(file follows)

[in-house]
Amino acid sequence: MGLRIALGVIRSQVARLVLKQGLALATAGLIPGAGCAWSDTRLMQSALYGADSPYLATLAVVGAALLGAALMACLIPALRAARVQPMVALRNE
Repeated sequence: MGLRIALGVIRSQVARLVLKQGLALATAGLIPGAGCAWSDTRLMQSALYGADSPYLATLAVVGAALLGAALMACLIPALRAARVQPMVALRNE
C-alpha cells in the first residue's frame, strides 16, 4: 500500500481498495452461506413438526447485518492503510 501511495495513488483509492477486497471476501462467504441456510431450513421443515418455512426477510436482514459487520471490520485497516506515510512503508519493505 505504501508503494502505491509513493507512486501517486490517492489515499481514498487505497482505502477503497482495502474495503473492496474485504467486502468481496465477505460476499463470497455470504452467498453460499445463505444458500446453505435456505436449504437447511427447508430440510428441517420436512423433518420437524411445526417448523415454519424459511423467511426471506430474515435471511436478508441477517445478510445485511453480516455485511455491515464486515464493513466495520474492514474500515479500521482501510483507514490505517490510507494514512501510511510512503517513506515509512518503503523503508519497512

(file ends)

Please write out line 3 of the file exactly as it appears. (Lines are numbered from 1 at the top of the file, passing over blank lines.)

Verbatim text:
Repeated sequence: MGLRIALGVIRSQVARLVLKQGLALATAGLIPGAGCAWSDTRLMQSALYGADSPYLATLAVVGAALLGAALMACLIPALRAARVQPMVALRNE